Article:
It was heartbreaking to listen to the some of the disadvantaged who will be affected by the cuts coming in the San Francisco budget. The reality is the money is simply not there. The years of reckless spending by a fiscally irresponsible Board of Supervisors voted into office by politically irresponsible San Francisco voters are coming home to roost.

Hanging around City Hall for five hours, one has the opportunity to reflect on just WTF one is doing there. We were there because representatives of the WEBLEEDU Institute (Wild Equity Biodiversity Litigation for Ecological Extortion and Deep Untruths) were there to demand the closure of Sharp Park. It's not like there is any rational financial case to be made for closing the course. Having lost the high ground on the scientific argument for the endangered frog and snake, I guess they have no where else to go.

Excerpt from Rec & Park Department, Sharp Park Financials
presented to PROSAC public meeting, November 4, 2009

In round numbers, Sharp Park golf operating revenues exceed expenses by $100,000 -$400,000 every year depending on weather conditions and numbers of rounds played. The City of San Francisco charges Sharp Park $200,000 - $250,000 in overhead charges that are used to fund non-golf related SF government salaries and services. Therefore, Sharp Park may look on an accounting basis like it is making a $100,000 profit or suffering a $100,000 loss after subsidizing the City of San Francisco to the tune of $250,000. If Sharp Park Golf was to disappear, the $250,000 in overhead expenses would still exist in San Francisco and the shortfall from Sharp Park would have to be made up by higher taxes or cutting salaries and services. It is pretty simple really.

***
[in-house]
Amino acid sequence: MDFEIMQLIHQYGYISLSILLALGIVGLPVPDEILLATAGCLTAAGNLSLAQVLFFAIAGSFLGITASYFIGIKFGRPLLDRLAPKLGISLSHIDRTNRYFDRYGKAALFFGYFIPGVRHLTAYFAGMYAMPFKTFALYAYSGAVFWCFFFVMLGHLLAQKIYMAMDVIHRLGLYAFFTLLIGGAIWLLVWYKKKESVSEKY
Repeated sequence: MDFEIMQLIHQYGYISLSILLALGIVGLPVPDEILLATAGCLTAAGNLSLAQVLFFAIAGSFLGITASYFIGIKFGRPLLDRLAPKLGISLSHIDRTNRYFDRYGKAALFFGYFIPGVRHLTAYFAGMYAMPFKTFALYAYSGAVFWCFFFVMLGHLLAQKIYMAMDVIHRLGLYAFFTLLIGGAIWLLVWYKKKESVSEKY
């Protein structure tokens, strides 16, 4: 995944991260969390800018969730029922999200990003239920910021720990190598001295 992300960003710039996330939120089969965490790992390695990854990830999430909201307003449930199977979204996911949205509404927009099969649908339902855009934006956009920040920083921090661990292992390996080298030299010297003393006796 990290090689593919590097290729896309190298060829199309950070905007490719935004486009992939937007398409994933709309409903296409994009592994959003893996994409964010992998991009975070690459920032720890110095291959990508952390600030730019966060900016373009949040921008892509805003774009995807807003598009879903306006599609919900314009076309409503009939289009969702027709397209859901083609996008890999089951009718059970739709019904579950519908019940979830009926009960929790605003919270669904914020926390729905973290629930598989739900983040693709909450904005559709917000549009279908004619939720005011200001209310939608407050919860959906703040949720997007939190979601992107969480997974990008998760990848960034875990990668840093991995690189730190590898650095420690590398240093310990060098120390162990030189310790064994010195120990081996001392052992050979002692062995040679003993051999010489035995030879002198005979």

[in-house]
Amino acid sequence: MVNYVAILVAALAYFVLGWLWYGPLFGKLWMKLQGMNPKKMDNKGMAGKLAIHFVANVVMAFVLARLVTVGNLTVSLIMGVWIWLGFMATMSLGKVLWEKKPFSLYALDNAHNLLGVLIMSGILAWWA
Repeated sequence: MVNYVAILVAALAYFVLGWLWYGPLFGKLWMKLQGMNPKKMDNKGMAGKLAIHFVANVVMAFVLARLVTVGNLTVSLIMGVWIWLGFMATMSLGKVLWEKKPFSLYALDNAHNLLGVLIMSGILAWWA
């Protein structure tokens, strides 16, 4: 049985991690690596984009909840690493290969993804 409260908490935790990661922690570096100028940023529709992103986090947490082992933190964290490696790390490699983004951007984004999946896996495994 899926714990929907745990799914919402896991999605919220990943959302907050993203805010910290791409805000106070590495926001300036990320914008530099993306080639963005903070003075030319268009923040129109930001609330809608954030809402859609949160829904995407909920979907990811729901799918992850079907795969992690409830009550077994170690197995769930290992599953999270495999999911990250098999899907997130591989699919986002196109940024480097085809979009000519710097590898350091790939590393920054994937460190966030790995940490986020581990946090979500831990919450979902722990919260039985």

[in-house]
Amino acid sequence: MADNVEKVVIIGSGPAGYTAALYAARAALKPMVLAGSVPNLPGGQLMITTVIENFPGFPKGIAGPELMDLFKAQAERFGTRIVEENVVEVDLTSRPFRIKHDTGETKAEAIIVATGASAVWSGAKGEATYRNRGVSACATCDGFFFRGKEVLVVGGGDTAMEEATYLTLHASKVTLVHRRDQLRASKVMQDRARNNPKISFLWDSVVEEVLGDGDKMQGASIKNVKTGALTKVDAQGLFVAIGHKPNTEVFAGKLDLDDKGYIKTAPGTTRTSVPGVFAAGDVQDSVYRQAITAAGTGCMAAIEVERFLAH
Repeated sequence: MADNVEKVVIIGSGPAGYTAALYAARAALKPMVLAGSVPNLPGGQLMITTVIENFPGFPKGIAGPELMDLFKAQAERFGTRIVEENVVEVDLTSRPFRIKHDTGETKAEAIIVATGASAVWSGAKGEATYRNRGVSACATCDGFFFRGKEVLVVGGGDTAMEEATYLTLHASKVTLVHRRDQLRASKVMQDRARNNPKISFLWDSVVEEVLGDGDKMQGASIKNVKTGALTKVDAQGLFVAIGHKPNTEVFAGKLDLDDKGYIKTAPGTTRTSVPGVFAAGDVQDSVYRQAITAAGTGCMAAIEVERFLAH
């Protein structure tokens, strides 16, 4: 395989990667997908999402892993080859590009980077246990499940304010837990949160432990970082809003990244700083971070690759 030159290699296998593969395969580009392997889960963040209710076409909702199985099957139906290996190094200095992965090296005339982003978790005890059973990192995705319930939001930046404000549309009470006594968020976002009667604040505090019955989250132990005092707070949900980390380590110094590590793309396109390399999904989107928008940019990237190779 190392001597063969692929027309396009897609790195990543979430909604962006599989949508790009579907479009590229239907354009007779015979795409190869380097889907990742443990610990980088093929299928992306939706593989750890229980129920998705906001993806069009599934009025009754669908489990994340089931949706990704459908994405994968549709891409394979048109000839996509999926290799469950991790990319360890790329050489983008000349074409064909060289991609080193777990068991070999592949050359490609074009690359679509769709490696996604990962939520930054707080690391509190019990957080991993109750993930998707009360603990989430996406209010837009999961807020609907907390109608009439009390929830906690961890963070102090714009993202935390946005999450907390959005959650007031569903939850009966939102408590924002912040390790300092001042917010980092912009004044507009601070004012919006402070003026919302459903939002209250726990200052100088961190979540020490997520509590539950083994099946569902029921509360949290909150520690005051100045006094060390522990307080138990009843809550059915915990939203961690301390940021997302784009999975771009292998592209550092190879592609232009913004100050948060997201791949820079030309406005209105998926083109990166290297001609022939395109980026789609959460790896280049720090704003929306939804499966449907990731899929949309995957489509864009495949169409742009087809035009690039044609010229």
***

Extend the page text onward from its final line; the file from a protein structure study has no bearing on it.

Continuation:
This should be obvious to everyone, but some people (see Restore Sharp Park Destroy Sharp Park Golf Advocates) do not believe in arithmetic and continue to lobby for the destruction of this historic landmark course. Since they are attending budget meetings and spreading misinformation about the finances of the course, those who support the course must also attend the meeting to correct them. That is why we were there. Welcome to Democracy in Action - San Francisco style.

Since we waited five hours to get in our two minutes, I decided I had to post some excerpts on the blog to justify this colossal waste of time. Embedded below are two YouTube videos excerpting comments of both Sharp Park golf course supporters and detractors (as well as a fair and balanced explanation why the detractor's claims about Sharp losing money is batshit insane). To demonstrate my fair and balanced approach to blogging, each video is the same length - about 10 minutes long.

LOVERS OF SHARP PARK GOLF


HATERS OF SHARP PARK GOLF

Look, I know these videos are lame. You get what you pay for. If you want production values - you'll have to look elsewhere. Or you can watch the unedited source on the SFGOVTV.org website. The complete 6/21/10 Budget and Finance Committee meeting with public comment is available on-line. It is 12 hours and 23 minutes long. Linked HERE. Enjoy.

The next budget meeting is with the full Board of Supervisor on Monday June 28. I guess we'll find out then whether or not all of this has been worthwhile.

UPDATE: 29-June-10
If anything happened on Monday with the Board or budget that was relevant to the Department of Parks and Recreation, I have no idea what it was. The latest update from the San Francisco Public Golf Alliance on the process:
"The Supervisors Budget Committee will hold their final public meeting on the 2010-2012 budget on Wednesday, June 30, starting at 5:00 p.m. at the Supervisors' Legislative Chambers, San Francisco City Hall, Second Floor. The proceedings will be televised live on SF Government TV, Channel 26, on the web linked HERE